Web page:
Domains of Physical Phenomena

To have a meaningful understanding of the vast range of physical phenomena, we need to know at what length scales and time scales these phenomena occur. All physical bodies are characterized by dimensional quantities of which the dimensions of length and time are of fundamental importance. Length is measured in meters and time in seconds. For example, we know that objects that we are familiar with have a size (called scale) of around 1-100 meters. Similarly events that we are witness in daily life have a duration from one second (a heartbeat) to days and years.

Table 2.1: Some typical Length and Distance Scales
Length (or distance) Meters (approximate)
Radius of nucleus $10^{-15}$
Atom $10^{-10}$
A virus $10^{-7}$
Grain of salt $10^{-4}$
Height of a child 1
Distance to the Sun $10^{11}$
Distance to the nearest star $10^{16}$
Distance to the center of our Galaxy $10^{20}$
Distance to the nearest Galaxy $10^{22}$
Distance to the furthest Galaxy $10^{26}$


However, we have no direct experience to decide for example, what is the size of a typical atom. Or how many atoms and molecules constitute a living cell. Or how far are the distant galaxies. To obtain a more complete classification of nature, we need recourse to scientific experiments. As one can imagine, to even arrive at such a classification of physical phenomena, we need to know what discipline studies the phenomena in question.

Table 2.2: Some typical Time Scales
Time interval Seconds (approximate)
Light crosses a nucleus $10^{-24}$
Lifetime of an unstable subnuclear particle $10^{-23}$
Period of an atomic vibration $10^{-15}$
Light travels 1 m $3.3\times 10^{-9}$
Time of one heartbeat 1
One year 3 $\times 10^{7}$
Typical human life span $2 \times 10^{9}$
Age of pyramids $10^{11}$
Life on earth $10^{17}$
Age of Universe $10^{18}$


Table 2.1 gives a sample of phenomena on different length scales and Table 2.2 does the same for different time scales. Various theories of physics are applicable for different domains of phenomena. All theories of physics are an approximate description of nature, although it is worth noting the remarkable fact that so far no experiment has been able to find any inaccuracy with quantum mechanics. For objects that are not too big or too small, Newtonian, or classical physics is a valid approximation. In the Figure 2.1 we chart out the various length and time scales, or equivalently, length and velocity scales for which the various theories are good approximations.

Figure 2.1: Domains of Applicability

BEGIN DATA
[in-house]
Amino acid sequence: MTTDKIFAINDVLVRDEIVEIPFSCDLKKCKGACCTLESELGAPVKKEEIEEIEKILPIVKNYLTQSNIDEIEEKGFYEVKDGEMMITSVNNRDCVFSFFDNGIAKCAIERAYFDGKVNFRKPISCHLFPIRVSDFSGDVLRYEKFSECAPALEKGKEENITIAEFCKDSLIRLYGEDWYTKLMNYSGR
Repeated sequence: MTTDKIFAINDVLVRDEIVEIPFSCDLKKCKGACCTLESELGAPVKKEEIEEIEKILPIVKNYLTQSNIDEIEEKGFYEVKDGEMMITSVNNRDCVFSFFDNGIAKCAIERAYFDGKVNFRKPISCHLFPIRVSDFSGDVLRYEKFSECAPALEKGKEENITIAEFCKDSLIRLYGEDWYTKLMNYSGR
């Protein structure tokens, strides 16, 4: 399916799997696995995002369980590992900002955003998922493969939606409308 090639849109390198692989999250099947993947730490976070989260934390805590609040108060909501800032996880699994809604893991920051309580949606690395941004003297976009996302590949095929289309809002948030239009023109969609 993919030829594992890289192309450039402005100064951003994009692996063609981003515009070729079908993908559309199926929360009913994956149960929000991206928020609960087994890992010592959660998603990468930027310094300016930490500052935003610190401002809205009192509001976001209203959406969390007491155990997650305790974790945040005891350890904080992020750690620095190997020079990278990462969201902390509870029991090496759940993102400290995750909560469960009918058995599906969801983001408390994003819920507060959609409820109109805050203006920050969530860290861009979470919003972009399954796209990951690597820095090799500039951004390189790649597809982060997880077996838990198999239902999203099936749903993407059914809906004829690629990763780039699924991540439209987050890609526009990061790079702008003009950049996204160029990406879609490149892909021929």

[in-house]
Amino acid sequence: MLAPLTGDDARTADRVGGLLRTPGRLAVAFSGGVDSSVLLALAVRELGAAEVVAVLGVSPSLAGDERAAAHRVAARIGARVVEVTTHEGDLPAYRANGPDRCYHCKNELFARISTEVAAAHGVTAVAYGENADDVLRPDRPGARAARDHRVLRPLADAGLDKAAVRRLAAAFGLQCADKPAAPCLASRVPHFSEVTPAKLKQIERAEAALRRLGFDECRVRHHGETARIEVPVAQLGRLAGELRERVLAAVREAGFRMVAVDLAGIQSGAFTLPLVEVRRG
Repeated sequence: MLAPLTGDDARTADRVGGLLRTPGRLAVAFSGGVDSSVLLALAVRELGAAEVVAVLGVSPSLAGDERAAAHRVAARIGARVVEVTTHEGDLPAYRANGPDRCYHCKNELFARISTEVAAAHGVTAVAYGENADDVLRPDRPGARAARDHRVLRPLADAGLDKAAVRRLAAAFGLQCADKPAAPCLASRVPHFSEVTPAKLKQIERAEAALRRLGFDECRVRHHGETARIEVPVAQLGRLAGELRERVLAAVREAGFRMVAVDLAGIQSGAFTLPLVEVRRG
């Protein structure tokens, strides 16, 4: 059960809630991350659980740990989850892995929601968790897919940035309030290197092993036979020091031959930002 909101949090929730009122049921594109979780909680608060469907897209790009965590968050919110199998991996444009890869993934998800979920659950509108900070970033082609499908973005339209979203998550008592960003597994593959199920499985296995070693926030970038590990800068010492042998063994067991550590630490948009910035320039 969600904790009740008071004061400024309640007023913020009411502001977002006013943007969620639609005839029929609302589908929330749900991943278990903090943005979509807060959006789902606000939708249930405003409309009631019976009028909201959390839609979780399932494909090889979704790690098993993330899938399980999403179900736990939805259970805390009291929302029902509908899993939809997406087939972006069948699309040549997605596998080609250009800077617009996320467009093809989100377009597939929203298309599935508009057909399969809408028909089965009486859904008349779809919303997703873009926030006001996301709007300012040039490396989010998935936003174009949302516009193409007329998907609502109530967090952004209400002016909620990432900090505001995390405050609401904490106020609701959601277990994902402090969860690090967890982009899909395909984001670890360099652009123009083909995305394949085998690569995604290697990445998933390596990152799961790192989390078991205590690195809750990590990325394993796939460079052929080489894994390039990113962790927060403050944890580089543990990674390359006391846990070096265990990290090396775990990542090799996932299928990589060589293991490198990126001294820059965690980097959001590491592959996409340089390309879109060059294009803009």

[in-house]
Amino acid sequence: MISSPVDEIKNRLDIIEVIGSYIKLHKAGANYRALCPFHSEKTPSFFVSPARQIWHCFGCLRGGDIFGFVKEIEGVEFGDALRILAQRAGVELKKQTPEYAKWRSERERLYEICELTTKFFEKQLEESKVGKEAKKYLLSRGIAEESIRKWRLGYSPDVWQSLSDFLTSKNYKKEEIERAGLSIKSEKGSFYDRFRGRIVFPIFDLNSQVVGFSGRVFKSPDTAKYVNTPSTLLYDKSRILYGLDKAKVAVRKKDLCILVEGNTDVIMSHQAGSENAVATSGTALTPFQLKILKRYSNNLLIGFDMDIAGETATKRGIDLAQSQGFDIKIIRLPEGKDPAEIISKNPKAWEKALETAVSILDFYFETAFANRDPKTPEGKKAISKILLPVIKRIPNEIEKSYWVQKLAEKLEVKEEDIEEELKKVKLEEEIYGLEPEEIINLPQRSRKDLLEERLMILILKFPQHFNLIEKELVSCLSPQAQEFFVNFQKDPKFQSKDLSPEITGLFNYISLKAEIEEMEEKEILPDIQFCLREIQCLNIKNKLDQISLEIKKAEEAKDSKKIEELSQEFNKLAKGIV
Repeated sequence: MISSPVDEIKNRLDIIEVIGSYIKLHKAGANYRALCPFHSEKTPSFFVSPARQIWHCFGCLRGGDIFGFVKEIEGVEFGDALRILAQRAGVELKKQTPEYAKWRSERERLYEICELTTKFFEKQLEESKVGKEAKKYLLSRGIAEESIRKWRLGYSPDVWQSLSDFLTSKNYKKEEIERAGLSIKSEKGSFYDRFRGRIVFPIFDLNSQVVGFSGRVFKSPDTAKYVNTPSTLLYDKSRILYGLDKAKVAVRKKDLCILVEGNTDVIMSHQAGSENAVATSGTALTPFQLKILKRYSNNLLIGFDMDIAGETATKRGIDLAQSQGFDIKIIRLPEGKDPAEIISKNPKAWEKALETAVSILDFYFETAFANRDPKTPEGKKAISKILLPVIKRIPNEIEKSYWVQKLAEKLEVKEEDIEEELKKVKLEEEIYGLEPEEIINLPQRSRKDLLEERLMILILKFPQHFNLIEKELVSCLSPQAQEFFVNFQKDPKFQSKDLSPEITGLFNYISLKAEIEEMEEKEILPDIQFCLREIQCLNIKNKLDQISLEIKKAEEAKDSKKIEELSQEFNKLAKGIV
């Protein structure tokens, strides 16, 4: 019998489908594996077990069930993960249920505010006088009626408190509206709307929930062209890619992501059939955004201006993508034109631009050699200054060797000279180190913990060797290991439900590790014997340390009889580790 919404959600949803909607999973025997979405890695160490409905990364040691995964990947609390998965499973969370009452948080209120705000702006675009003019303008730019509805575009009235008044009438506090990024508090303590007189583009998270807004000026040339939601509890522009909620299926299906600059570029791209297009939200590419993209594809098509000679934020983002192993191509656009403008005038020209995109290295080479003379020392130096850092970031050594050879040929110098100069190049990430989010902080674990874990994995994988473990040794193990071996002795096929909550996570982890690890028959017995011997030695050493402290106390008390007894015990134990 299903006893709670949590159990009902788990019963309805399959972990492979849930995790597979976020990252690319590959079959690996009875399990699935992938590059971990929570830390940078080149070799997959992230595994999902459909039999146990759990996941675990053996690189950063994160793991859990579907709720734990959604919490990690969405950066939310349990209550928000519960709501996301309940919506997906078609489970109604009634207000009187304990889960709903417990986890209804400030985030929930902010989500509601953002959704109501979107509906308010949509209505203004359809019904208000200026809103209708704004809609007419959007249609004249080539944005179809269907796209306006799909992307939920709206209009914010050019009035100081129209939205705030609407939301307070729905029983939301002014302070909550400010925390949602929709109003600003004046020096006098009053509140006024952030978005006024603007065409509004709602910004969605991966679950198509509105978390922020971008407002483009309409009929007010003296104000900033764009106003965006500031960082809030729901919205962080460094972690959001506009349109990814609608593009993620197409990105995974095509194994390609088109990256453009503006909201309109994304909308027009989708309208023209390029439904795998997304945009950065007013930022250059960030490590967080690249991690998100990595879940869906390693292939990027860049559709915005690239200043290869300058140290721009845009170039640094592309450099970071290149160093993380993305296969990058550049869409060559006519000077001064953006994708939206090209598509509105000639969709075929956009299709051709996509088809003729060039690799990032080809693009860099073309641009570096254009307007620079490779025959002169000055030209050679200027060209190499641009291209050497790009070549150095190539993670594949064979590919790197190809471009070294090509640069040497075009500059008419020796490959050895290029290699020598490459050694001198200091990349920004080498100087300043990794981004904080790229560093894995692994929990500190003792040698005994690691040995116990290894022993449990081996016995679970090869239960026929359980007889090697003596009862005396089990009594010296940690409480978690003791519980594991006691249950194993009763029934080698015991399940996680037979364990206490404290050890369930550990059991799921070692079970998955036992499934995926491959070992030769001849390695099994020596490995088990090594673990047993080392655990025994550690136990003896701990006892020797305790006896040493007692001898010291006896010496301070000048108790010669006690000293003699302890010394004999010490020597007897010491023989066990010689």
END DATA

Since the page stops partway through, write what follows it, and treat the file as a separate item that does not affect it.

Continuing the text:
\begin{figure}
\begin{center}
%%
\input{core/domains1.eepic}
\end{center}
\end{figure}

Figure 1.1 lists all the theories of physics, and as one moves towards the right, the theories encompass a greater range of phenomena and are more accurate as well. The crowning glory of theoretical physics is embodied in string theory. String theory has as yet no experimental evidence in support of its correctness. Nevertheless, it has made a number of theoretical advances, the most important being the successful synthesis of quantum theory with the geometry of spacetime. Einstein's theory of gravitation is incorrect at short distances, and emerges from string theory as an approximation valid at large distances of the more fundamental equations of string theory. A remarkable prediction of string theory is that the physical universe is at least ten dimensional, with only four dimensions being visible to our senses, and the remaining six dimensions existing in the unseen.

Dimensions and Units

All physical quantities are described by parameters such as length, mass and so on, all of which have dimensions. In general we will denote the dimension of length by $L$, of time by $T$ and of mass by $M$. The dimension of a quantity $x$ will be denoted by square brackets as $[x]$. For example, the dimension of the volume of an object $V$ is denoted by $[V]=L \times L \times L = L^3$. An equation such at $X+Y=Z$ is consistent only if the dimension of both the sides match, in this case only if all the three quantities $X, Y$ and $Z$ have the same dimensions. Checking that the dimensions agree for an equations is one of the first steps that one should take when analyzing a new set of equations. Dimensional analysis can lead to fairly sophisticated results; however, dimensional analysis can only lead to the general form of the equation, and cannot fully specify the solution. For example, if one has two dimensional quantities $X$ and $Y$, and we know that the solution $A$ is a dimensionless combination of $X$ and $Y$, then we can straight away conclude that the solution must be a function only of the ratio $X/Y$; however, based only on dimensional considerations the solution can be either $A=1+X/Y$ or equivalently $A=100-Y/X$, and hence the complete answer for $A$ cannot simply be obtained from dimensional analysis. The units that one uses for the various dimensional quantities are specific choices of what is one unit of length, time and so on. Units are arbitrary, and any set of consistent units can be used. For example, we can use meters or equivalently inches to measure length, grams or pounds to measure mass, and so on. Of course one can always convert from one set of units to another, and is analogous to converting from one currency to another. We will use the SI (Systeme International)units, which previously was known as the MKS system of units. In these units distance is measured in meters (m), mass is measured in terms of kilogram (kg), and time is measured in seconds (s). Hence the dimension of velocity $v$ is given by $[v]=LT^{-1}$, and in SI units we have $[v]=ms^{-1}$.